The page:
Edward Snowden urges Hackers to unite against surveillance etc. (HopeX 2014)
For one of their panels, this year’s HopeX conference managed to connect Edward Snowden and Daniel Ellsberg and invited the crowd to listen to an open conversation between the two, covering matters of surveillance, privacy, whistle-blowing and how to fix things that are broken.
Particularly with regards to the last point, Edward Snowden repeated what many Hackers and technologists have said before: If only the techies could unite, our leaverage would be incredible.
In his own words:
When we talk about, how do we fix this, how do we patch these holes, Julian Assange made a plea at one point where he said “Hackers of the world unite — Sysadmins of the world unite“. Anybody out there […] who posts on stack exchange or overflow […], you guys are part of the technical elite. If you’ve even heard of Tor or Tails […] Hell, if you’ve even heard of Linux. You are an advocate that is going to help us move forward in shifting the middle ground of technological literacy to the next generation. A lot of young people right now understand how technology works to an extend, but the system functions are hidden from them. They don’t know where the dangers are. They don’t know whether their communications are exposed. They don’t know how networking works. They trust their devices to handle everything. We all — any of us who know even the slightest bit have a civic duty to help educate people around us. Just like the rise of literacy, right, we had an obligation to teach people around us how to read and write. We have to teach people in our society how to interact with […] technology safely, reliably, and in a way that serves the interests of all of us. […] We don’t want a high priesthood of technology. No matter how good that is for us, because it’s bad for the world.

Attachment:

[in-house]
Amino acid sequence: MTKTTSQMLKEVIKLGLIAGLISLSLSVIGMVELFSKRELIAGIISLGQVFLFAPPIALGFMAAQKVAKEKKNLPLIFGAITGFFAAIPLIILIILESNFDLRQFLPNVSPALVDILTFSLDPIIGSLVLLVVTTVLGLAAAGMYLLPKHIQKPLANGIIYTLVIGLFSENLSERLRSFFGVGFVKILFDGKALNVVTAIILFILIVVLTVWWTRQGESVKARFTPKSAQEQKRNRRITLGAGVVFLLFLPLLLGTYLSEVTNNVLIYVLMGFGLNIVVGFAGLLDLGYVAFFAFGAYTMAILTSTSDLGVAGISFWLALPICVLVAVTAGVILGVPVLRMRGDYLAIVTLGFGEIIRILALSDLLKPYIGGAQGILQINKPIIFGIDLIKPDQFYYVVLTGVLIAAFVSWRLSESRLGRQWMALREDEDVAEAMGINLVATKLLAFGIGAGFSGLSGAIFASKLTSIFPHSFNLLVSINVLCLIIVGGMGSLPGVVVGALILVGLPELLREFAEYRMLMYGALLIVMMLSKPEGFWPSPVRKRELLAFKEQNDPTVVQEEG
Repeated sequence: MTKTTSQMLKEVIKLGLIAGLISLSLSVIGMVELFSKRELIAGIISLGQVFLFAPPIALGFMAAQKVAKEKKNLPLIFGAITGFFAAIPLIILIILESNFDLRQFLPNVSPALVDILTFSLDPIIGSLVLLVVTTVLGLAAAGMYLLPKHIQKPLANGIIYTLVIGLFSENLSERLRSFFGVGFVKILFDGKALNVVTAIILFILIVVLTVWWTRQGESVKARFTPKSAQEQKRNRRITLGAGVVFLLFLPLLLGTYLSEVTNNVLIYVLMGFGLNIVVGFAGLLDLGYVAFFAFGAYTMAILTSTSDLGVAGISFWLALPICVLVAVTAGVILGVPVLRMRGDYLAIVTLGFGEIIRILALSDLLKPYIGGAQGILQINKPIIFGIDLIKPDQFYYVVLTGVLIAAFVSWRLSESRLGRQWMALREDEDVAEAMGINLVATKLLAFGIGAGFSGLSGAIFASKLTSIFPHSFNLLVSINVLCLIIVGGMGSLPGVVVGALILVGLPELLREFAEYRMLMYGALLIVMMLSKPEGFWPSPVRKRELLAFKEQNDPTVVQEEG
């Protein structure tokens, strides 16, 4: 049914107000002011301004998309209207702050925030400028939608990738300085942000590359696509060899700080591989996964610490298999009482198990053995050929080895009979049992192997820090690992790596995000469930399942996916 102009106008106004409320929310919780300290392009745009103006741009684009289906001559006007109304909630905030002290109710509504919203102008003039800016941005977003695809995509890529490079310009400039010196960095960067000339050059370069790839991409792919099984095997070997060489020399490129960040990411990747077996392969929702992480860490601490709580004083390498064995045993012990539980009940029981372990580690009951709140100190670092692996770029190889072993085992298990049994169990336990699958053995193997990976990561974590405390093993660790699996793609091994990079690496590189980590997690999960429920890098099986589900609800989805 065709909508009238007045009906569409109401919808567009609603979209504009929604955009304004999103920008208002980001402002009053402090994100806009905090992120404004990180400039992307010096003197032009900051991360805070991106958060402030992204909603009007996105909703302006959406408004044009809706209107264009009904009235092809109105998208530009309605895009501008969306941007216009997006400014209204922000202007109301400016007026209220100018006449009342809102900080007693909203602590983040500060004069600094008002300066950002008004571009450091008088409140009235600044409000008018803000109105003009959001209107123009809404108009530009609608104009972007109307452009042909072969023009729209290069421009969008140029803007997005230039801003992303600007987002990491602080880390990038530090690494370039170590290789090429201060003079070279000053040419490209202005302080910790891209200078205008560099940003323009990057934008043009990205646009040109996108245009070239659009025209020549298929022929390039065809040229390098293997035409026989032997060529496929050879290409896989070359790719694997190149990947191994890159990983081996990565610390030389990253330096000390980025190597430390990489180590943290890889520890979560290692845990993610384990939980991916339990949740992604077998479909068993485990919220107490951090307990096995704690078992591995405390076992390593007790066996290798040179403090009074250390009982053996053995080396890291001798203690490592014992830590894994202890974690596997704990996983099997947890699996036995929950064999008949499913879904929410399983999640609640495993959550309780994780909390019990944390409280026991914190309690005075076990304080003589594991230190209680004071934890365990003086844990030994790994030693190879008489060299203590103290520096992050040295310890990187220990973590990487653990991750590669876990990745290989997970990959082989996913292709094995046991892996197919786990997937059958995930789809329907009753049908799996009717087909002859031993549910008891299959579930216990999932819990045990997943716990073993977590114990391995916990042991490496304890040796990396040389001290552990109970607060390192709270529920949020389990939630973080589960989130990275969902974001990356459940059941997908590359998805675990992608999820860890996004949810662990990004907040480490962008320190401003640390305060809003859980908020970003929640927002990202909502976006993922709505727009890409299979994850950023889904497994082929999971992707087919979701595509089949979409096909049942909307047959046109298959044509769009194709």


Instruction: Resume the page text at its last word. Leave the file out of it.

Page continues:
Notice the sentences I have underlined. In essence, Snowden repeats some of the premises of my research. Yes, I would rather say “ethical obligation”, not “civic duty” and “the interests of all sentient beings” not “us” (which sounds a lot like “us Americans/humans”), but those details aside, Snowden is spot on. Every hacker, every sysadmin, every engineer or programmer with the ability to help others understand technology and improve their ability to secure their privacy and freedom has the ethical obligation to do so. But not just that. What Edward Snowden doesn’t go far enough: they also have the ethical obligation to refuse to contribute to the design, production, application and governance of technologies that do not serve the interest of “all of us”.
Watch the segment below: